Kevin Drum

Friday Cat Blogging - 30 May 2014

| Fri May 30, 2014 3:00 PM EDT

Today is snoozing day. Much like every other day, in fact. I recommend that if you're having trouble falling asleep, take this picture to bed with you and stare at it until you fall serenely into a zenlike feline state. Let Domino be your sleep guru.

Advertise on MotherJones.com

The Obama Doctrine Is to Not Have a Doctrine

| Fri May 30, 2014 2:42 PM EDT

Fareed Zakaria takes on the cult of foreign policy toughness—far too common even among centrists and some liberals—that instinctively equates military force with decisiveness and everything else with hesitancy and weakness:

Obama is battling a knee-jerk sentiment in Washington in which the only kind of international leadership that means anything is the use of military force. “Just because we have the best hammer does not mean that every problem is a nail,” he said in his speech Wednesday at West Point. A similar sentiment was expressed in the farewell address of President Dwight D. Eisenhower, a strong leader who refused to intervene in the Suez crisis, the French collapse in Vietnam, two Taiwan Strait confrontations and the Hungarian uprising of 1956. At the time, many critics blasted the president for his passivity and wished that he would be more interventionist. A Democratic Advisory Council committee headed by Acheson called Eisenhower’s foreign policy “weak, vacillating, and tardy.” But Eisenhower kept his powder dry, confident that force was not the only way to show strength. “I’ll tell you what leadership is,” he told his speechwriter. “It’s persuasion — and conciliation — and education — and patience. It’s long, slow, tough work. That’s the only kind of leadership I know — or believe in — or will practice.”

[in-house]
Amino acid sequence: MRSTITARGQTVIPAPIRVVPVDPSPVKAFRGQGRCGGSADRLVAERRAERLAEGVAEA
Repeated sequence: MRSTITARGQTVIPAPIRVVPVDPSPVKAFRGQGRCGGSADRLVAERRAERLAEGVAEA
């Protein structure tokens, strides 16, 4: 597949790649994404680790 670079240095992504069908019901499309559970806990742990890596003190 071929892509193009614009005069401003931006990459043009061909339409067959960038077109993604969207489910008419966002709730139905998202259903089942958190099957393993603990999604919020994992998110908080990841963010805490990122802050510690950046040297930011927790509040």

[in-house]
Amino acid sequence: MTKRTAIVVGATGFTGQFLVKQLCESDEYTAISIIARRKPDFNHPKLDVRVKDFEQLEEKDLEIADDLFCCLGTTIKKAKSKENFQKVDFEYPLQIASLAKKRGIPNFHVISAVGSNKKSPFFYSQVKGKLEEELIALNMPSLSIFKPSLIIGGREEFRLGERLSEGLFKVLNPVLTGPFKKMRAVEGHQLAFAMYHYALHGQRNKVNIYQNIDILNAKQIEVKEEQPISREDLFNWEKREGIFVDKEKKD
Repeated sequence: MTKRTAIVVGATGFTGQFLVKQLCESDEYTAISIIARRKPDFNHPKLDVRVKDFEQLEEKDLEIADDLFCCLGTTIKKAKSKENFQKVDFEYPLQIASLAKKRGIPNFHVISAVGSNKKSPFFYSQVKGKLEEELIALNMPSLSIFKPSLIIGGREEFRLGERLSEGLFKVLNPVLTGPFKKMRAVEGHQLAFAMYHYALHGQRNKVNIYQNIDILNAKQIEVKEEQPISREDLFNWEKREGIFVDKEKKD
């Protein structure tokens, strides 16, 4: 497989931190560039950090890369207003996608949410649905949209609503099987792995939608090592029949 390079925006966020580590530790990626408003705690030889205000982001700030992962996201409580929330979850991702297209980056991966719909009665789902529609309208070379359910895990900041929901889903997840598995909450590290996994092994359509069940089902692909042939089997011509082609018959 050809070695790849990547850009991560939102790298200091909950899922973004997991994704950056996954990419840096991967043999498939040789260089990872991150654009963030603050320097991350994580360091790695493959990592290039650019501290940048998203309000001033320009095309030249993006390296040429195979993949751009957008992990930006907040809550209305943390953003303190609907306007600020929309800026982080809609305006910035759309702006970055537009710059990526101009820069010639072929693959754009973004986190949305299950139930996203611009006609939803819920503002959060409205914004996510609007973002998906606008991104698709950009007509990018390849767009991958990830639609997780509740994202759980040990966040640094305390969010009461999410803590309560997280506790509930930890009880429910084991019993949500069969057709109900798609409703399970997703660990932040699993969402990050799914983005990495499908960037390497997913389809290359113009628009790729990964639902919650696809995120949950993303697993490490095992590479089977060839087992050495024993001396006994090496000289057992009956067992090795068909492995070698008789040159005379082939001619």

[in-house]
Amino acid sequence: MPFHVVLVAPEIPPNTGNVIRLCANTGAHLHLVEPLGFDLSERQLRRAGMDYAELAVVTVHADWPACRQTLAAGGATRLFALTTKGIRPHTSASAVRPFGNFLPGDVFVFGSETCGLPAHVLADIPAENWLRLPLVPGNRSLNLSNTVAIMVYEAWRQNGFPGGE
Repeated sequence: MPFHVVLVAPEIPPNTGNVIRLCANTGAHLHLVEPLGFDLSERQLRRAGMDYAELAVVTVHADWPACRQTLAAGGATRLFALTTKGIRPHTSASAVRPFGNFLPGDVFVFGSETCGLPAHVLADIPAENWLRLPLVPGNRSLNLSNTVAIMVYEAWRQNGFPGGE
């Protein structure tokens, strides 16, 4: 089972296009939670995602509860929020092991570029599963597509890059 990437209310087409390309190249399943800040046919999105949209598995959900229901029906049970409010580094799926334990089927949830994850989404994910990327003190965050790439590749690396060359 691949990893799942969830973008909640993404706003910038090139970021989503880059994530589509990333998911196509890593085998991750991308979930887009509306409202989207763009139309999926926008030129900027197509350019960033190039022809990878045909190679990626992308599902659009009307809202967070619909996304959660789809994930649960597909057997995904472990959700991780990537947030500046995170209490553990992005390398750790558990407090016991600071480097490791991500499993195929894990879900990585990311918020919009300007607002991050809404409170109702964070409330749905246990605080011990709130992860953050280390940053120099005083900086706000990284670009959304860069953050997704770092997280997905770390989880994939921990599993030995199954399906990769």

Maybe that’s the Obama Doctrine.

Please spare me from more doctrines. But Zakaria is basically saying that the Obama Doctrine is not to let yourself get seduced by the straitjacket of doctrines. I guess that's a doctrine I can live with.

You know, the one time I felt a little sorry for Sarah Palin was when she got so much grief for not knowing the Bush Doctrine. Hell, I didn't know it either. You're either with us or against us? Bring 'em on? We don't want the smoking gun to be a mushroom cloud? The truth is that I still couldn't tell you. Nor could I really tell you about the Carter Doctrine or the Reagan Doctrine or any other doctrine more recent than the Monroe Doctrine. They never really meant all that much, did they? Every president has an underlying worldview, and that's about all we can expect. I think Obama has articulated his as well as anyone has.

America Is Becoming a Bit More Liberal. That's Pretty Unusual Six Years Into a Democratic Presidency.

| Fri May 30, 2014 12:21 PM EDT